bvdub - "Make the Pain Go Away" (Pop Ambient 2011)
A good single is an ad for an album. It’s like a trailer for a movie. See the trailer, go see the movie, hope for a few bonus moments, forcing tears or laughs, that weren’t in the trailer. Hear the ad, buy the album, and sit through a few filler tunes to hear a few songs that may have also worked well as ads. Get your hands on a sampler or compilation, and you’ve got a collection of ads. Throw one on, and you’re looking at 60 to 90 minutes of three-to-five-minute trailers, some of them “tentpoles” designed to make the others sound less unconvincing. Sounds like a fun evening.
The people at Kompakt who curate the Pop Ambient series, they differentiate. These people don’t make trailers. They make movies.
I once described these collections of beatless electronica as “a new sort of pop music, with new, ever shifting relationships to rhythm, melody and texture.” I proudly stand behind it. But I can’t predict which artists on the ‘011 edition will eventually overcome the pack, as The Field and The Fun Years did previously, and get love from bored, freshly unemployed poptimists. I can respect the freshness, but can’t anticipate how these innovations will change the landscape. I hesitate to pick a few favorites. I’m too busy putting this thing on again and zoning out for 80 minutes. I’m not sure if Pop Ambient 2011 is the strongest collection of pieces the series has produced (I still think the ‘09 edition has more highlights), but it’s the most front-to-back cohesive, the most cinematic, by a damn sight.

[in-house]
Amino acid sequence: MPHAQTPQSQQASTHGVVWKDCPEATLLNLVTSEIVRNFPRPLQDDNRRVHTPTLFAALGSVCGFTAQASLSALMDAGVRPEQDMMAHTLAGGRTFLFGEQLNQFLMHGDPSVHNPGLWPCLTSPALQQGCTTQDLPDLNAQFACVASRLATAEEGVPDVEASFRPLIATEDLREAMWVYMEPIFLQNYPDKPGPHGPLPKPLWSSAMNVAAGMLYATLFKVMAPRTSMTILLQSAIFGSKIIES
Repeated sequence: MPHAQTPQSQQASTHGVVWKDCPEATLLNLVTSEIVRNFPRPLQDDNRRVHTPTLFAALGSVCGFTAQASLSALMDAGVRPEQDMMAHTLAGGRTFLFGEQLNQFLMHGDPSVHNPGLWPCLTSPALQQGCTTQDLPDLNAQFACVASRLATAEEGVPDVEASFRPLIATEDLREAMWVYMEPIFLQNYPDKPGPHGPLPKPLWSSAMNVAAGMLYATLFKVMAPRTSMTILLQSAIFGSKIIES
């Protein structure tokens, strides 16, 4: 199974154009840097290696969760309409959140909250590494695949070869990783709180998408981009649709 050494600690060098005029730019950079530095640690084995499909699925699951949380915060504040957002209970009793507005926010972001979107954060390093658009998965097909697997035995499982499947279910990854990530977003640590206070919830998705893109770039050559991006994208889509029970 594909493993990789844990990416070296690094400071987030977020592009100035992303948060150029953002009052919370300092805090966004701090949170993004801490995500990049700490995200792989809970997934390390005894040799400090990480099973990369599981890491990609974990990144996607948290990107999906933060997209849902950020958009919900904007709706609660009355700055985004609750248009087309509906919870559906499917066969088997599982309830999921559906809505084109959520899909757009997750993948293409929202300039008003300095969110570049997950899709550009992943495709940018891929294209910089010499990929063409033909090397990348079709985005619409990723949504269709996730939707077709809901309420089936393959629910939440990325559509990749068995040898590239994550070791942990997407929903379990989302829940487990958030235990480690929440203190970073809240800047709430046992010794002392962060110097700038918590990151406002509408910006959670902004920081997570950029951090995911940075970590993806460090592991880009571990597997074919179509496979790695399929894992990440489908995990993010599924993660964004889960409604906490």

A melody appears. It flourishes. It evokes faded photos and the smell of home-cooked muffins. A hook or a wordless chant pops into the background, at first obnoxious, gradually hypnotic. Slowly, drone overcomes. Washes away the whole scene. Seemingly for good. The drone recedes. For a moment, there’s nothing. Another melody sprouts. It’s like the seasons!
Carsten Nicolai and Blixa Bargeld start us out cold and ominous. Marsen Jules brings the elaborate classical composition to the simple melancholy of a graduation ceremony on “Once In a Moment.” Recurring favorites Wolfgang “Gas” Voight, Jurgen Pappe and Bvdub turn up the heat until the exact moment it goes from uncomfortable and weirdly thrilling to irritating and distracting, then refreeze the ice. Thomas Fehlmann (of Orb fame) closes with a variation on Mahler’s “Titan.” After an hour plus of this shit, it kicks ass and sounds not a whit pretensions.
Winter is not a wimp for succumbing to spring. Give me six months and I’ll pick a single.